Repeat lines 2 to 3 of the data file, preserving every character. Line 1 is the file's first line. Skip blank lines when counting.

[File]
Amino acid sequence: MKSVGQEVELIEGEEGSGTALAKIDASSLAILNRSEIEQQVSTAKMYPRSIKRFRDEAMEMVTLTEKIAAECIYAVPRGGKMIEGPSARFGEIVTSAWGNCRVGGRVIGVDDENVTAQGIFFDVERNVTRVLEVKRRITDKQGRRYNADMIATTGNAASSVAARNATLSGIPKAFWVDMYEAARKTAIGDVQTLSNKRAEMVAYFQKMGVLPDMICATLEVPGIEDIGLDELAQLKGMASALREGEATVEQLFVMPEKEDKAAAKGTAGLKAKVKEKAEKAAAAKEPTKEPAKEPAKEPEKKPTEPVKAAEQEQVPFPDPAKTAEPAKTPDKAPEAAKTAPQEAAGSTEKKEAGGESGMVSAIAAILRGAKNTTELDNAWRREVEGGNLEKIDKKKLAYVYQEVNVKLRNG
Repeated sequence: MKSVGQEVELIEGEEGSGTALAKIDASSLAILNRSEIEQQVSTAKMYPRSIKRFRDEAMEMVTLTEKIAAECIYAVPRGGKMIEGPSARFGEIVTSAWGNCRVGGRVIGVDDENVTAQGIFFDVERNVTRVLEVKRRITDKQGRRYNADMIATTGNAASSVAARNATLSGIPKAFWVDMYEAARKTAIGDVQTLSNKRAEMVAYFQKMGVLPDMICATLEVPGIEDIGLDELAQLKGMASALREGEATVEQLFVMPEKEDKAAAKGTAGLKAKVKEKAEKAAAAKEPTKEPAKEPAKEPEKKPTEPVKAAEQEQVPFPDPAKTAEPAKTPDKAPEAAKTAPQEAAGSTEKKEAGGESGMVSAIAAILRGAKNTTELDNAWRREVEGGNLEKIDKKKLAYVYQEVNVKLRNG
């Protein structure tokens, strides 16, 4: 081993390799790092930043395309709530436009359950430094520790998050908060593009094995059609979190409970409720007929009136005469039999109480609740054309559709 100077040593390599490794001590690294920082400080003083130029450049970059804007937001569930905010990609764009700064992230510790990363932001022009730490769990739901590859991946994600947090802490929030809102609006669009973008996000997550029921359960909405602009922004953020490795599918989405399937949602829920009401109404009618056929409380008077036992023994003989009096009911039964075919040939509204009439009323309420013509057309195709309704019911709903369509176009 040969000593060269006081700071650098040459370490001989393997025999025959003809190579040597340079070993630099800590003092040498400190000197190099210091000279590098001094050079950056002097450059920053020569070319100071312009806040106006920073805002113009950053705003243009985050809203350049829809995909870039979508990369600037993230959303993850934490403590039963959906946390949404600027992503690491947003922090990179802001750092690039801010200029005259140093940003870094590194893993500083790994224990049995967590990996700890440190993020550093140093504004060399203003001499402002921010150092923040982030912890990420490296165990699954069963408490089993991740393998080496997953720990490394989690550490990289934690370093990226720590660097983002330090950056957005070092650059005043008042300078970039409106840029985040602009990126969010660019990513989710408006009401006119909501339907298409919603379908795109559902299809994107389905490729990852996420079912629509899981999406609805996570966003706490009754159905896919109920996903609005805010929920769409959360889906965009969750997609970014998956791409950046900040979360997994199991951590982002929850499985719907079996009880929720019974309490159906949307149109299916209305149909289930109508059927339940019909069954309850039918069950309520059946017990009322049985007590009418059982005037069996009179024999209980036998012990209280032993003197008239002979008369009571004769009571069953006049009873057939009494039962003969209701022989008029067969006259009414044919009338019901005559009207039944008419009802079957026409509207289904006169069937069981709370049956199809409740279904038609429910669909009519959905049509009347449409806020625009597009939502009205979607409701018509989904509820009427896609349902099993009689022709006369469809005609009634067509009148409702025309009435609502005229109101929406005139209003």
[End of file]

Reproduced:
Repeated sequence: MKSVGQEVELIEGEEGSGTALAKIDASSLAILNRSEIEQQVSTAKMYPRSIKRFRDEAMEMVTLTEKIAAECIYAVPRGGKMIEGPSARFGEIVTSAWGNCRVGGRVIGVDDENVTAQGIFFDVERNVTRVLEVKRRITDKQGRRYNADMIATTGNAASSVAARNATLSGIPKAFWVDMYEAARKTAIGDVQTLSNKRAEMVAYFQKMGVLPDMICATLEVPGIEDIGLDELAQLKGMASALREGEATVEQLFVMPEKEDKAAAKGTAGLKAKVKEKAEKAAAAKEPTKEPAKEPAKEPEKKPTEPVKAAEQEQVPFPDPAKTAEPAKTPDKAPEAAKTAPQEAAGSTEKKEAGGESGMVSAIAAILRGAKNTTELDNAWRREVEGGNLEKIDKKKLAYVYQEVNVKLRNG
């Protein structure tokens, strides 16, 4: 081993390799790092930043395309709530436009359950430094520790998050908060593009094995059609979190409970409720007929009136005469039999109480609740054309559709 100077040593390599490794001590690294920082400080003083130029450049970059804007937001569930905010990609764009700064992230510790990363932001022009730490769990739901590859991946994600947090802490929030809102609006669009973008996000997550029921359960909405602009922004953020490795599918989405399937949602829920009401109404009618056929409380008077036992023994003989009096009911039964075919040939509204009439009323309420013509057309195709309704019911709903369509176009 040969000593060269006081700071650098040459370490001989393997025999025959003809190579040597340079070993630099800590003092040498400190000197190099210091000279590098001094050079950056002097450059920053020569070319100071312009806040106006920073805002113009950053705003243009985050809203350049829809995909870039979508990369600037993230959303993850934490403590039963959906946390949404600027992503690491947003922090990179802001750092690039801010200029005259140093940003870094590194893993500083790994224990049995967590990996700890440190993020550093140093504004060399203003001499402002921010150092923040982030912890990420490296165990699954069963408490089993991740393998080496997953720990490394989690550490990289934690370093990226720590660097983002330090950056957005070092650059005043008042300078970039409106840029985040602009990126969010660019990513989710408006009401006119909501339907298409919603379908795109559902299809994107389905490729990852996420079912629509899981999406609805996570966003706490009754159905896919109920996903609005805010929920769409959360889906965009969750997609970014998956791409950046900040979360997994199991951590982002929850499985719907079996009880929720019974309490159906949307149109299916209305149909289930109508059927339940019909069954309850039918069950309520059946017990009322049985007590009418059982005037069996009179024999209980036998012990209280032993003197008239002979008369009571004769009571069953006049009873057939009494039962003969209701022989008029067969006259009414044919009338019901005559009207039944008419009802079957026409509207289904006169069937069981709370049956199809409740279904038609429910669909009519959905049509009347449409806020625009597009939502009205979607409701018509989904509820009427896609349902099993009689022709006369469809005609009634067509009148409702025309009435609502005229109101929406005139209003």